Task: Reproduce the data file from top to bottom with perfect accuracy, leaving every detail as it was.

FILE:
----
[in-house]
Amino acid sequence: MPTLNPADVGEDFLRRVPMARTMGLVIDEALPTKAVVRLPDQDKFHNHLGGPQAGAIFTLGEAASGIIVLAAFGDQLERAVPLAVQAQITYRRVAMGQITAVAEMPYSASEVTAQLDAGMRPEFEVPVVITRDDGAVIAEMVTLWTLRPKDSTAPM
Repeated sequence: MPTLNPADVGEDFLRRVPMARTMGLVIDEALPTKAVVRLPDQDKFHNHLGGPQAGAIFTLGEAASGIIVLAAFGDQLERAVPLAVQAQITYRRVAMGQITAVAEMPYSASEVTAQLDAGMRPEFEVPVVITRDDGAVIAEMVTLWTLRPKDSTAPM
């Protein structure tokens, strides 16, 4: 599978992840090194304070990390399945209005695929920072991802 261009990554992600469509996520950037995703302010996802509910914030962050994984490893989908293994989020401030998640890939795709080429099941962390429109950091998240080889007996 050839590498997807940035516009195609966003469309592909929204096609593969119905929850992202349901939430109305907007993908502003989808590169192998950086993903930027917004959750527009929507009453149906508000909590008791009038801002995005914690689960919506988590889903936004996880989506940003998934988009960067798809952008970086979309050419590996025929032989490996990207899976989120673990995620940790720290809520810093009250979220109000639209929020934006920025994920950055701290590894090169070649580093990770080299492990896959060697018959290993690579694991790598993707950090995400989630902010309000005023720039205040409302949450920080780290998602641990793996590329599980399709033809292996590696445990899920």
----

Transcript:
[in-house]
Amino acid sequence: MPTLNPADVGEDFLRRVPMARTMGLVIDEALPTKAVVRLPDQDKFHNHLGGPQAGAIFTLGEAASGIIVLAAFGDQLERAVPLAVQAQITYRRVAMGQITAVAEMPYSASEVTAQLDAGMRPEFEVPVVITRDDGAVIAEMVTLWTLRPKDSTAPM
Repeated sequence: MPTLNPADVGEDFLRRVPMARTMGLVIDEALPTKAVVRLPDQDKFHNHLGGPQAGAIFTLGEAASGIIVLAAFGDQLERAVPLAVQAQITYRRVAMGQITAVAEMPYSASEVTAQLDAGMRPEFEVPVVITRDDGAVIAEMVTLWTLRPKDSTAPM
């Protein structure tokens, strides 16, 4: 599978992840090194304070990390399945209005695929920072991802 261009990554992600469509996520950037995703302010996802509910914030962050994984490893989908293994989020401030998640890939795709080429099941962390429109950091998240080889007996 050839590498997807940035516009195609966003469309592909929204096609593969119905929850992202349901939430109305907007993908502003989808590169192998950086993903930027917004959750527009929507009453149906508000909590008791009038801002995005914690689960919506988590889903936004996880989506940003998934988009960067798809952008970086979309050419590996025929032989490996990207899976989120673990995620940790720290809520810093009250979220109000639209929020934006920025994920950055701290590894090169070649580093990770080299492990896959060697018959290993690579694991790598993707950090995400989630902010309000005023720039205040409302949450920080780290998602641990793996590329599980399709033809292996590696445990899920």